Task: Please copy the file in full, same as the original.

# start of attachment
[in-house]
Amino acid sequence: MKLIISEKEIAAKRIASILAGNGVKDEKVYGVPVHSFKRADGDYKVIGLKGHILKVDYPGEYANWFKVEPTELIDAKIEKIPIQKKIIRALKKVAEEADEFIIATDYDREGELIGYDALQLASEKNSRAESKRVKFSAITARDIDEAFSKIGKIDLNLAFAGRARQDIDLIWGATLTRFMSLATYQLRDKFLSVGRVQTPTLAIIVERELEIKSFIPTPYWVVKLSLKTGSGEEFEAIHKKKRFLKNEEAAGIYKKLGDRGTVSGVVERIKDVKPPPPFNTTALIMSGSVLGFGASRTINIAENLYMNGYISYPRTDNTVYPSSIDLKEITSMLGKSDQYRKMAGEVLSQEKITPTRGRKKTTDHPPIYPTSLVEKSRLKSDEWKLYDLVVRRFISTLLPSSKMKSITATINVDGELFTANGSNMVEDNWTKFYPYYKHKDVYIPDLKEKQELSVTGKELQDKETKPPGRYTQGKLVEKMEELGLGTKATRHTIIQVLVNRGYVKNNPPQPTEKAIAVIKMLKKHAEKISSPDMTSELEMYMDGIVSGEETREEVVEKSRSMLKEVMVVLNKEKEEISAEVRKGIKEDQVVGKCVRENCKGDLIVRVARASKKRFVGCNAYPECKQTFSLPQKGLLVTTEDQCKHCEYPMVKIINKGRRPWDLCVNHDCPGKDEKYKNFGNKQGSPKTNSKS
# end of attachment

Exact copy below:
[in-house]
Amino acid sequence: MKLIISEKEIAAKRIASILAGNGVKDEKVYGVPVHSFKRADGDYKVIGLKGHILKVDYPGEYANWFKVEPTELIDAKIEKIPIQKKIIRALKKVAEEADEFIIATDYDREGELIGYDALQLASEKNSRAESKRVKFSAITARDIDEAFSKIGKIDLNLAFAGRARQDIDLIWGATLTRFMSLATYQLRDKFLSVGRVQTPTLAIIVERELEIKSFIPTPYWVVKLSLKTGSGEEFEAIHKKKRFLKNEEAAGIYKKLGDRGTVSGVVERIKDVKPPPPFNTTALIMSGSVLGFGASRTINIAENLYMNGYISYPRTDNTVYPSSIDLKEITSMLGKSDQYRKMAGEVLSQEKITPTRGRKKTTDHPPIYPTSLVEKSRLKSDEWKLYDLVVRRFISTLLPSSKMKSITATINVDGELFTANGSNMVEDNWTKFYPYYKHKDVYIPDLKEKQELSVTGKELQDKETKPPGRYTQGKLVEKMEELGLGTKATRHTIIQVLVNRGYVKNNPPQPTEKAIAVIKMLKKHAEKISSPDMTSELEMYMDGIVSGEETREEVVEKSRSMLKEVMVVLNKEKEEISAEVRKGIKEDQVVGKCVRENCKGDLIVRVARASKKRFVGCNAYPECKQTFSLPQKGLLVTTEDQCKHCEYPMVKIINKGRRPWDLCVNHDCPGKDEKYKNFGNKQGSPKTNSKS